KINGSTON, ONTARIO – After seven whole years of the previous generation, Lexus has finally graced the market with a redesigned IS. Since the model’s inception at the turn of the century, the IS has been popular with both enthusiasts and young professionals; those who cherish their entry level sport sedan’s driving dynamics just as much as reliability over longer term ownership. The outgoing model has some pretty substantial shoes to fill, so we were eager upon receiving an invitation to spend a day behind the wheel of the 2021 Lexus IS 300 AWD.
So the elephant in the room with regards to the IS is competition. While the car is technically a rival to the likes of the BMW 330i and Mercedes-Benz C 300, it’s substantially cheaper with a starting price of just $42,950. The V6-powered IS 300 AWD starts at an aggressive $43,400 with 260 horsepower on tap. It’s about the same size as the Germans, but buyers are really cross-shopping the IS 300 with the Infiniti Q50, Genesis G70, and Acura TLX. This isn’t a bad thing by any means.
The IS 300 is the pinnacle of build quality and longevity in its class. The previous generation was revolutionary in its aggressive, futuristic design, and time has been kind to it. The latest model is an evolution on that one, and understandably so considering it uses the same platform. It’s more appropriate to call the fourth-generation IS 300 tested here a significant mid-cycle refresh rather than an all-new car. It looks fresher on the outside, with an aggressive stance, and a more tucked design than before. It’s still absolutely a looker.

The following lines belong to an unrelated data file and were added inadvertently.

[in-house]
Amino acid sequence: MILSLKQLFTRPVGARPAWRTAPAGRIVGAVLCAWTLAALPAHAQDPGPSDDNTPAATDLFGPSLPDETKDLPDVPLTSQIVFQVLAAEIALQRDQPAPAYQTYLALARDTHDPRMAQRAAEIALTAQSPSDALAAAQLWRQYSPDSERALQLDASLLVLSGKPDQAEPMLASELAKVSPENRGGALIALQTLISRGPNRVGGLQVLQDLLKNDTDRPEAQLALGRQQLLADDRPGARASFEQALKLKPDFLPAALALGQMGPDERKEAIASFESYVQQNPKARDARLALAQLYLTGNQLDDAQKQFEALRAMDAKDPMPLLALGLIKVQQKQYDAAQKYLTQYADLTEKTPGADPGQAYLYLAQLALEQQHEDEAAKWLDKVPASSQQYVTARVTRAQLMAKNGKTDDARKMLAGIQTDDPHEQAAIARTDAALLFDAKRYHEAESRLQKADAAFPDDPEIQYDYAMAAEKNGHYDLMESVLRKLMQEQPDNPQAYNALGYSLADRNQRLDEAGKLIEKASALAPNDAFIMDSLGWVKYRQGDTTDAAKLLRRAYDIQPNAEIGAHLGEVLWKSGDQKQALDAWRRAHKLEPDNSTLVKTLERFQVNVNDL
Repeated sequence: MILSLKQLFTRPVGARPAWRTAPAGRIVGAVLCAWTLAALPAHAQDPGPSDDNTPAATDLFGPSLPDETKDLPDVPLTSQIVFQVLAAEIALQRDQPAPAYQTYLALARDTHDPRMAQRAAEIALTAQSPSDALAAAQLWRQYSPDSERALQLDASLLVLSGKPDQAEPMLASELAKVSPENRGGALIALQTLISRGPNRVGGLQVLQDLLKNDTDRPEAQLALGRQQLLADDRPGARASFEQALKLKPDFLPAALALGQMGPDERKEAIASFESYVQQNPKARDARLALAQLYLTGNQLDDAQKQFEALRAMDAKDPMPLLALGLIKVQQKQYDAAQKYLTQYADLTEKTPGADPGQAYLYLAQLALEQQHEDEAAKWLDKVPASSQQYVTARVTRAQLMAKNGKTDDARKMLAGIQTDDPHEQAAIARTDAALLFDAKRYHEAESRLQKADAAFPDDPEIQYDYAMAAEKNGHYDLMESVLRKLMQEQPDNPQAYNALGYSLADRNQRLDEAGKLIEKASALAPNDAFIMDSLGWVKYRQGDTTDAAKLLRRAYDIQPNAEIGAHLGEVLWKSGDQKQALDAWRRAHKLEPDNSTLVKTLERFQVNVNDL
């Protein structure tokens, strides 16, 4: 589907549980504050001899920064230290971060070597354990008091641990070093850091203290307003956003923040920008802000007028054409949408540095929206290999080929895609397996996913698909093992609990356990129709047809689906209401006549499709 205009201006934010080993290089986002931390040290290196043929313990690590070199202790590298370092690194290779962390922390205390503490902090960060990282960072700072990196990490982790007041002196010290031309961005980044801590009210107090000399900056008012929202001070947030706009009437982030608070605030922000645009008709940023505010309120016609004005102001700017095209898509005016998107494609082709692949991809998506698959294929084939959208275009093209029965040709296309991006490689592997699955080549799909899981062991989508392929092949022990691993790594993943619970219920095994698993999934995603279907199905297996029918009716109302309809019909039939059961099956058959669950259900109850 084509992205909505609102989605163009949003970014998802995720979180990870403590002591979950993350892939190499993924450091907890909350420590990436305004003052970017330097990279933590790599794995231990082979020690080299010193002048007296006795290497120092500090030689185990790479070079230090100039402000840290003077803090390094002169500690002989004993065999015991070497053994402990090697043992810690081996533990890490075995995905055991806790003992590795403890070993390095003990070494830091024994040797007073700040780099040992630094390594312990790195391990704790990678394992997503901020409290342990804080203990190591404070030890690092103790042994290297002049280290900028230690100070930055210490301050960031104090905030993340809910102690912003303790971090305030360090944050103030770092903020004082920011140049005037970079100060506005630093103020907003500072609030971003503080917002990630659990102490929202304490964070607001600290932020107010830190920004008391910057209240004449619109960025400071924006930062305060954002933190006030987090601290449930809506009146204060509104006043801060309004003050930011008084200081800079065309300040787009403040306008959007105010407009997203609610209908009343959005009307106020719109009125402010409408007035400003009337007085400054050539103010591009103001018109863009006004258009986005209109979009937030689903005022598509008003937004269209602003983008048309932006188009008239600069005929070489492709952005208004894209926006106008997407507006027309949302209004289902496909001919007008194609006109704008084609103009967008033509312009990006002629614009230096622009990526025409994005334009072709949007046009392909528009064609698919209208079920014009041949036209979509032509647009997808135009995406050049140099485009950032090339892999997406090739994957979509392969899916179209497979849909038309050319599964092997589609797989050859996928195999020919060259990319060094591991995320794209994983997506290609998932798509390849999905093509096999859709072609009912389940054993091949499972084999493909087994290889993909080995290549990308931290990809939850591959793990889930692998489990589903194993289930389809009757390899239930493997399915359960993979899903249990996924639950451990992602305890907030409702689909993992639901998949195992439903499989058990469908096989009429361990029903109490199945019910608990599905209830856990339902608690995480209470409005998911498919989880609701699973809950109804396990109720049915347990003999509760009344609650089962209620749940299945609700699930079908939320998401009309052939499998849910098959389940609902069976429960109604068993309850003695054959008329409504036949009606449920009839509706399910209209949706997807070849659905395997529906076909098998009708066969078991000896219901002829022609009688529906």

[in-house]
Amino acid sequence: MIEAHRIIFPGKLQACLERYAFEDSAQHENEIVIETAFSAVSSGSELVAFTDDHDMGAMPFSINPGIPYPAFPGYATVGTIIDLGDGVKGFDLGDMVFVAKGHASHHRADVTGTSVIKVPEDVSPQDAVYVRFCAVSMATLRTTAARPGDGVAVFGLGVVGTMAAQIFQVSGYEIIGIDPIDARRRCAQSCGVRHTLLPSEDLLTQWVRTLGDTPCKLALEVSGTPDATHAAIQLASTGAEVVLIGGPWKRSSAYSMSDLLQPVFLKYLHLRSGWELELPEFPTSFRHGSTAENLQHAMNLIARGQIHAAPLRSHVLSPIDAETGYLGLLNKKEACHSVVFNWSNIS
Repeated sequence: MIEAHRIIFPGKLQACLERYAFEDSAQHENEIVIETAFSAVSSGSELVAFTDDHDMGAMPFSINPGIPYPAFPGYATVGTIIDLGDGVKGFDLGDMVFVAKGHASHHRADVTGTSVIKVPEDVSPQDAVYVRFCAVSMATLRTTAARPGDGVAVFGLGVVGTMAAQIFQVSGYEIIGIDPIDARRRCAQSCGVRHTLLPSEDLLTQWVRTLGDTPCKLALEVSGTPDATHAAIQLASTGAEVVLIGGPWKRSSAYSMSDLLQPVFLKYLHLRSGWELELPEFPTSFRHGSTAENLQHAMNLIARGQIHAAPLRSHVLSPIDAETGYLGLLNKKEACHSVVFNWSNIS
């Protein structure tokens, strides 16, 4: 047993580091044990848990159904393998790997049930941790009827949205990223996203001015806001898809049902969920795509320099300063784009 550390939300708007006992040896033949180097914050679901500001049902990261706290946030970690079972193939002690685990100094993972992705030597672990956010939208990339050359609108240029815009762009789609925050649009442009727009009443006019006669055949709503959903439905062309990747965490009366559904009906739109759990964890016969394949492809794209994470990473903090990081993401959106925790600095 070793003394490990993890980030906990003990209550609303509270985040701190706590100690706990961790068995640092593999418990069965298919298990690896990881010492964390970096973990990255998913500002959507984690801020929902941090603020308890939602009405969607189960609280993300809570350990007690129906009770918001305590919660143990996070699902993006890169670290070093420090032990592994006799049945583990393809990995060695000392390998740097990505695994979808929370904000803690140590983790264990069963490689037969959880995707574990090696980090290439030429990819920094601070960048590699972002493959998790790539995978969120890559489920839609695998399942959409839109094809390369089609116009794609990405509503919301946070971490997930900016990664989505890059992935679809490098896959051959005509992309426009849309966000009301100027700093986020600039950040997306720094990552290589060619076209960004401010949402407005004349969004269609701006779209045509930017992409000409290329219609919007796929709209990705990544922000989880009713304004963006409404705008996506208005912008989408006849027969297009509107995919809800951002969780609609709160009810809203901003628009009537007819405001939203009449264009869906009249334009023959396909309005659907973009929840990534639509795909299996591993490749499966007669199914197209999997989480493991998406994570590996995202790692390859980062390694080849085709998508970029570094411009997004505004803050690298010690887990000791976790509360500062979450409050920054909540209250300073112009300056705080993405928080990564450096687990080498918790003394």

On the inside, the new IS isn’t as much of an update as we would have expected. The infotainment system has been substantially updated with a 10.3-inch touchscreen, finally implementing Apple CarPlay and Android Auto, and a slightly more intuitive touchpad. The latest version of the Lexus Safety System+ is on board, including radar cruise control, pre-collision systems, a new Left Turn Intersection Support feature, and more. But that’s about where the interior updates end.
The cabin looks largely the same as the outgoing car, with a massive transmission and driveshaft tunnel, and a huge hump cutting into the driver’s legroom. Rear accommodations seem to have improved slightly, and this is one area where the IS gets a nod over the Genesis G70, and as expected from Lexus, materials are still top notch for the most part. It must however be mentioned that our Ultra Luxury trim tester had some hard plastics on the dashboard that looks like it should be simulating leather, but feels cheap to the touch.
That said, the NuLuxe seats are superbly comfortable and extremely supportive for longer distances. The side bolsters hug occupants perfectly and while some more adjustment or thigh support wouldn’t hurt, these seats surpass the current Audi A4. They are also heated and ventilated, and the steering wheel is heated as well.